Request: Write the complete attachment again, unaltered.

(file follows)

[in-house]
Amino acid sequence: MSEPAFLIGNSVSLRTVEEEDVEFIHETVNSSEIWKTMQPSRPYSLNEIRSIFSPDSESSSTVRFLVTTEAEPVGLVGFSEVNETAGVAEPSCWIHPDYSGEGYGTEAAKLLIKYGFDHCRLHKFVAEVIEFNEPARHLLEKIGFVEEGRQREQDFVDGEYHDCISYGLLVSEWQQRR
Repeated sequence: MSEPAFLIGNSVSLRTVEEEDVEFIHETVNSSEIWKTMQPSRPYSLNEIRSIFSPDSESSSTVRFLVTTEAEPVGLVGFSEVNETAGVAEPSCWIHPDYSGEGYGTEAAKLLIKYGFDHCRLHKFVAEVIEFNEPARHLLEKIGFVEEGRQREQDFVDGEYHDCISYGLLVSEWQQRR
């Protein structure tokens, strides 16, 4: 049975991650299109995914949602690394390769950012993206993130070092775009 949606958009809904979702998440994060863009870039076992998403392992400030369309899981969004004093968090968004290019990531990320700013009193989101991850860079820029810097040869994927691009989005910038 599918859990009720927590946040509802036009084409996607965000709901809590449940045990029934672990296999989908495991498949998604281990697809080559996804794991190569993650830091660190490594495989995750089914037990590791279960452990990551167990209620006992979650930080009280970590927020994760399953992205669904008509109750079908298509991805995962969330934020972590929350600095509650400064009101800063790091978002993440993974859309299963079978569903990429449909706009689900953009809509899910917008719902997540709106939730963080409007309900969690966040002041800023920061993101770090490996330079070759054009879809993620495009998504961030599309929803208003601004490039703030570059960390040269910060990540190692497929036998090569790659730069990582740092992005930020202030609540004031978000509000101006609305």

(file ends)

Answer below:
[in-house]
Amino acid sequence: MSEPAFLIGNSVSLRTVEEEDVEFIHETVNSSEIWKTMQPSRPYSLNEIRSIFSPDSESSSTVRFLVTTEAEPVGLVGFSEVNETAGVAEPSCWIHPDYSGEGYGTEAAKLLIKYGFDHCRLHKFVAEVIEFNEPARHLLEKIGFVEEGRQREQDFVDGEYHDCISYGLLVSEWQQRR
Repeated sequence: MSEPAFLIGNSVSLRTVEEEDVEFIHETVNSSEIWKTMQPSRPYSLNEIRSIFSPDSESSSTVRFLVTTEAEPVGLVGFSEVNETAGVAEPSCWIHPDYSGEGYGTEAAKLLIKYGFDHCRLHKFVAEVIEFNEPARHLLEKIGFVEEGRQREQDFVDGEYHDCISYGLLVSEWQQRR
């Protein structure tokens, strides 16, 4: 049975991650299109995914949602690394390769950012993206993130070092775009 949606958009809904979702998440994060863009870039076992998403392992400030369309899981969004004093968090968004290019990531990320700013009193989101991850860079820029810097040869994927691009989005910038 599918859990009720927590946040509802036009084409996607965000709901809590449940045990029934672990296999989908495991498949998604281990697809080559996804794991190569993650830091660190490594495989995750089914037990590791279960452990990551167990209620006992979650930080009280970590927020994760399953992205669904008509109750079908298509991805995962969330934020972590929350600095509650400064009101800063790091978002993440993974859309299963079978569903990429449909706009689900953009809509899910917008719902997540709106939730963080409007309900969690966040002041800023920061993101770090490996330079070759054009879809993620495009998504961030599309929803208003601004490039703030570059960390040269910060990540190692497929036998090569790659730069990582740092992005930020202030609540004031978000509000101006609305």